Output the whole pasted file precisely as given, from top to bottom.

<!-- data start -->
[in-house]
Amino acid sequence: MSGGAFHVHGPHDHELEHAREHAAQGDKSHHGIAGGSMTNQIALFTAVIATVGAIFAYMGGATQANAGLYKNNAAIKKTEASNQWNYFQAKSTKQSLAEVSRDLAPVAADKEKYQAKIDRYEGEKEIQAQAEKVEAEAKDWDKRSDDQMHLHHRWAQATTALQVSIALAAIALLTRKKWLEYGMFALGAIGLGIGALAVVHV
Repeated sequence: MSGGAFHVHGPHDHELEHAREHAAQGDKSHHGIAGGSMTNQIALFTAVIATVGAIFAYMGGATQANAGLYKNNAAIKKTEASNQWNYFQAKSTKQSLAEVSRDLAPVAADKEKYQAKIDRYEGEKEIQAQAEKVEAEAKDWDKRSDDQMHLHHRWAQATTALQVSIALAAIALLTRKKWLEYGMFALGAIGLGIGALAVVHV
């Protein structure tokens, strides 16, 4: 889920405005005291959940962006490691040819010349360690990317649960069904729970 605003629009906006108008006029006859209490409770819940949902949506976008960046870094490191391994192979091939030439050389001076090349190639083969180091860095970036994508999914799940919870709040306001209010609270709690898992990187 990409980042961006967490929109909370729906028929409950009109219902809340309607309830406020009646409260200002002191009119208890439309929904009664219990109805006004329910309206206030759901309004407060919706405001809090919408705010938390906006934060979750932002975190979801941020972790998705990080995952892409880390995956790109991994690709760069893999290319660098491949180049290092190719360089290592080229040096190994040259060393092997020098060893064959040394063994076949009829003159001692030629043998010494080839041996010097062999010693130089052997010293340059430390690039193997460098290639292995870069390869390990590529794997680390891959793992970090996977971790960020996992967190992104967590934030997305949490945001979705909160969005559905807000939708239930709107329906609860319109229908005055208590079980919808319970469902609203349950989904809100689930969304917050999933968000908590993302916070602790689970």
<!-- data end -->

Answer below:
[in-house]
Amino acid sequence: MSGGAFHVHGPHDHELEHAREHAAQGDKSHHGIAGGSMTNQIALFTAVIATVGAIFAYMGGATQANAGLYKNNAAIKKTEASNQWNYFQAKSTKQSLAEVSRDLAPVAADKEKYQAKIDRYEGEKEIQAQAEKVEAEAKDWDKRSDDQMHLHHRWAQATTALQVSIALAAIALLTRKKWLEYGMFALGAIGLGIGALAVVHV
Repeated sequence: MSGGAFHVHGPHDHELEHAREHAAQGDKSHHGIAGGSMTNQIALFTAVIATVGAIFAYMGGATQANAGLYKNNAAIKKTEASNQWNYFQAKSTKQSLAEVSRDLAPVAADKEKYQAKIDRYEGEKEIQAQAEKVEAEAKDWDKRSDDQMHLHHRWAQATTALQVSIALAAIALLTRKKWLEYGMFALGAIGLGIGALAVVHV
């Protein structure tokens, strides 16, 4: 889920405005005291959940962006490691040819010349360690990317649960069904729970 605003629009906006108008006029006859209490409770819940949902949506976008960046870094490191391994192979091939030439050389001076090349190639083969180091860095970036994508999914799940919870709040306001209010609270709690898992990187 990409980042961006967490929109909370729906028929409950009109219902809340309607309830406020009646409260200002002191009119208890439309929904009664219990109805006004329910309206206030759901309004407060919706405001809090919408705010938390906006934060979750932002975190979801941020972790998705990080995952892409880390995956790109991994690709760069893999290319660098491949180049290092190719360089290592080229040096190994040259060393092997020098060893064959040394063994076949009829003159001692030629043998010494080839041996010097062999010693130089052997010293340059430390690039193997460098290639292995870069390869390990590529794997680390891959793992970090996977971790960020996992967190992104967590934030997305949490945001979705909160969005559905807000939708239930709107329906609860319109229908005055208590079980919808319970469902609203349950989904809100689930969304917050999933968000908590993302916070602790689970």